The small garage/big vehicle issue isn’t new.
It has been with us for years, especially in parts of the Spokane area with older homes.
Guiding your car into the narrow space of a vintage garage can be a bit like piloting a spacecraft during an intricate docking maneuver. Or so I imagine.
It requires a cool head, nerves of steel and all that.
But now, with the official start of spring a little more than a week away, we have arrived at a time of year when the wide-vehicle/constricted entrance reality takes on a new complication.
Bicycles on bike racks.
Whether the rack is on the back of the vehicle or on the auto’s roof, bikes can expand a car’s profile. Which is fine. Until you try to pull into the garage without first removing them.
It’s bad when that happens. Makes an ugly sound.
By the time summer rolls around, those who transport bikes on their cars are used to the routine. Upon returning home, they stop in the driveway and remove the bicycles from the rack.
But here at the start of the season, it is easy to forget. Did I mention it’s bad when that happens?
So what do you do to make sure you don’t neglect to take your bikes off the car before proceeding into the narrow garage?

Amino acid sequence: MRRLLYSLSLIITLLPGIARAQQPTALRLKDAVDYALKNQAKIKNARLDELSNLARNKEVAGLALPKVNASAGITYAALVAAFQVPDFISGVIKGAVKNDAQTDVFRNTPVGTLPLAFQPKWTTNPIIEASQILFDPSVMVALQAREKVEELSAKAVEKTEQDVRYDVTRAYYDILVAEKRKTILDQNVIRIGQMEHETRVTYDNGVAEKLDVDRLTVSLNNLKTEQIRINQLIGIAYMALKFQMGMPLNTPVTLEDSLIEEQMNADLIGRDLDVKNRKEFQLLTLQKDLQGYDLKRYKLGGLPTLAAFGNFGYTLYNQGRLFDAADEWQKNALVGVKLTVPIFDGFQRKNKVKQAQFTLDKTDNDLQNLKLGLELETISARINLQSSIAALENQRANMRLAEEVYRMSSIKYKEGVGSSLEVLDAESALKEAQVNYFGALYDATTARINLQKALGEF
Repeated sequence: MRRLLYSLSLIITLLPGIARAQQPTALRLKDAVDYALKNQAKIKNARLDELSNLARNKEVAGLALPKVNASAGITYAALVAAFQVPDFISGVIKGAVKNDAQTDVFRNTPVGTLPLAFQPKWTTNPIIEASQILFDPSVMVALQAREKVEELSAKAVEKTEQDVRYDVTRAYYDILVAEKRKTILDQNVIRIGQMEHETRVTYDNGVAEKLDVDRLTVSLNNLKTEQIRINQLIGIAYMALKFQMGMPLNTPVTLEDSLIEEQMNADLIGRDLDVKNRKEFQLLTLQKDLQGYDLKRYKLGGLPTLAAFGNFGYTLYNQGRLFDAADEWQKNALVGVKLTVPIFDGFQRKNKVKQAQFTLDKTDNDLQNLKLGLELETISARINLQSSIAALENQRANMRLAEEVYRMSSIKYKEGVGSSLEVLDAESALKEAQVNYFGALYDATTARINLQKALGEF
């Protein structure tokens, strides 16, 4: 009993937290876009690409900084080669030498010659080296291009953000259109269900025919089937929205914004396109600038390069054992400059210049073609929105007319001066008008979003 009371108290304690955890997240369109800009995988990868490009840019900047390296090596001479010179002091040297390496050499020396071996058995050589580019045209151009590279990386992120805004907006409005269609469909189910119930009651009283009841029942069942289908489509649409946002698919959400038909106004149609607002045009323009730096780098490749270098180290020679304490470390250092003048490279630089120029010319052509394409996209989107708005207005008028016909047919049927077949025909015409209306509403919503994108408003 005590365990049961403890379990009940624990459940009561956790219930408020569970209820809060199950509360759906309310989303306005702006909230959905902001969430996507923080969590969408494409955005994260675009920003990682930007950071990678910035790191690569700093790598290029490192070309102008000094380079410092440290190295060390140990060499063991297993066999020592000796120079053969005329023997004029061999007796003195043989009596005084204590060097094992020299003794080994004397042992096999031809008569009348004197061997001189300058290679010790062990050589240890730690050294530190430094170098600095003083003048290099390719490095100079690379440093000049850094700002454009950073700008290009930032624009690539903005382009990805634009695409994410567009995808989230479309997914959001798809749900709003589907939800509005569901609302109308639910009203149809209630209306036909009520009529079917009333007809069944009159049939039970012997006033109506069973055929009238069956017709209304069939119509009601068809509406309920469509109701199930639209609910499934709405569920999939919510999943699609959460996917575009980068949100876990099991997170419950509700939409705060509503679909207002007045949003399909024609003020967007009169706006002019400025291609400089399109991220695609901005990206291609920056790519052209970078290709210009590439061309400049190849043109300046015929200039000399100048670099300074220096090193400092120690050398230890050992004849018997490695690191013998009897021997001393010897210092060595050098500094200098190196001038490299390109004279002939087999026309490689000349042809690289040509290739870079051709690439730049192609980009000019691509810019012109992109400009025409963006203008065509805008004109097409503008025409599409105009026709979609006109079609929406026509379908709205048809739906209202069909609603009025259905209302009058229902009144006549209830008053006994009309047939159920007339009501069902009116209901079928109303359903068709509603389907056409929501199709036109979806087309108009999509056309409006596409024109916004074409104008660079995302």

Well, you could try doing what they did in the 1995 movie “Apollo 13.”
One of the astronauts places a hand-written note over a control panel. It’s a reminder not to touch a certain button. One of his fellow astronauts asks him about it. And he explains that if he hit that button before everyone was in the right module of the spacecraft it would cast two members of the crew adrift in space.
So you could put a note on your car’s dashboard, “Remove bike before entering garage!”
Then all you would have to do is remember to look at the note.
Today’s professional in-joke: “When I worked for the Forest Service in Northern Idaho, I was on the silviculture crew,” wrote Diane Stutzman. “One of the things we did was take tree cores to determine stand age.”
They had a joke they told on themselves.
“We’re so dull, we even bore trees.”
Today’s Slice question: What made you realize that your home not being wheelchair accessible was going to be a problem?
Write The Slice at P.O. Box 2160, Spokane, WA 99210; call (509) 459-5470; email firstname.lastname@example.org. Blake Ballard would be perfectly happy if he never again heard “It’s a game changer.”